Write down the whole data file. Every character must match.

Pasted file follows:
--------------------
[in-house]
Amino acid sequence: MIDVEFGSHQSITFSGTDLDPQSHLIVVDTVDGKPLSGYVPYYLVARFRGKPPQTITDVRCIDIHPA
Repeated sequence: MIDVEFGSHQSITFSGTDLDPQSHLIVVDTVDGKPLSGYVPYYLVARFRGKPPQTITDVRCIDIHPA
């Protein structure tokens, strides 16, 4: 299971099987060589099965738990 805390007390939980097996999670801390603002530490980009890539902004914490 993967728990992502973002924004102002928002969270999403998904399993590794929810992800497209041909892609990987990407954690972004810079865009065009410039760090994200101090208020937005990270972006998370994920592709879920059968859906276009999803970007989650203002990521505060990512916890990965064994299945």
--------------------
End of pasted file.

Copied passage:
[in-house]
Amino acid sequence: MIDVEFGSHQSITFSGTDLDPQSHLIVVDTVDGKPLSGYVPYYLVARFRGKPPQTITDVRCIDIHPA
Repeated sequence: MIDVEFGSHQSITFSGTDLDPQSHLIVVDTVDGKPLSGYVPYYLVARFRGKPPQTITDVRCIDIHPA
């Protein structure tokens, strides 16, 4: 299971099987060589099965738990 805390007390939980097996999670801390603002530490980009890539902004914490 993967728990992502973002924004102002928002969270999403998904399993590794929810992800497209041909892609990987990407954690972004810079865009065009410039760090994200101090208020937005990270972006998370994920592709879920059968859906276009999803970007989650203002990521505060990512916890990965064994299945």